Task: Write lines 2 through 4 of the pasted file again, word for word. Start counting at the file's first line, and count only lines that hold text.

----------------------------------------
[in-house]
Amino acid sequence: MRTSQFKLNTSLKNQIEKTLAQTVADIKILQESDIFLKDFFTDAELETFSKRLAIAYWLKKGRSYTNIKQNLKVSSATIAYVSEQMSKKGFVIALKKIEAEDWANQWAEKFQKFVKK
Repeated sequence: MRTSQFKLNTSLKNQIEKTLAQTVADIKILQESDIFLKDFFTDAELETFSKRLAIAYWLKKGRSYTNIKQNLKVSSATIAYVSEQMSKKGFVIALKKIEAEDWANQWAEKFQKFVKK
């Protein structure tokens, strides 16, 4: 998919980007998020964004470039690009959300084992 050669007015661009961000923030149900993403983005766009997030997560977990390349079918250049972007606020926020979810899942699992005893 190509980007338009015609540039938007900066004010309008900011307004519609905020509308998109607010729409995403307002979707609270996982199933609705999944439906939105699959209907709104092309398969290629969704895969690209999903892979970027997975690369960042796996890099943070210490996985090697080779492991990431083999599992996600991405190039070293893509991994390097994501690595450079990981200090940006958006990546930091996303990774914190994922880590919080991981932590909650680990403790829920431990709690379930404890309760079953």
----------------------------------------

Amino acid sequence: MRTSQFKLNTSLKNQIEKTLAQTVADIKILQESDIFLKDFFTDAELETFSKRLAIAYWLKKGRSYTNIKQNLKVSSATIAYVSEQMSKKGFVIALKKIEAEDWANQWAEKFQKFVKK
Repeated sequence: MRTSQFKLNTSLKNQIEKTLAQTVADIKILQESDIFLKDFFTDAELETFSKRLAIAYWLKKGRSYTNIKQNLKVSSATIAYVSEQMSKKGFVIALKKIEAEDWANQWAEKFQKFVKK
């Protein structure tokens, strides 16, 4: 998919980007998020964004470039690009959300084992 050669007015661009961000923030149900993403983005766009997030997560977990390349079918250049972007606020926020979810899942699992005893 190509980007338009015609540039938007900066004010309008900011307004519609905020509308998109607010729409995403307002979707609270996982199933609705999944439906939105699959209907709104092309398969290629969704895969690209999903892979970027997975690369960042796996890099943070210490996985090697080779492991990431083999599992996600991405190039070293893509991994390097994501690595450079990981200090940006958006990546930091996303990774914190994922880590919080991981932590909650680990403790829920431990709690379930404890309760079953």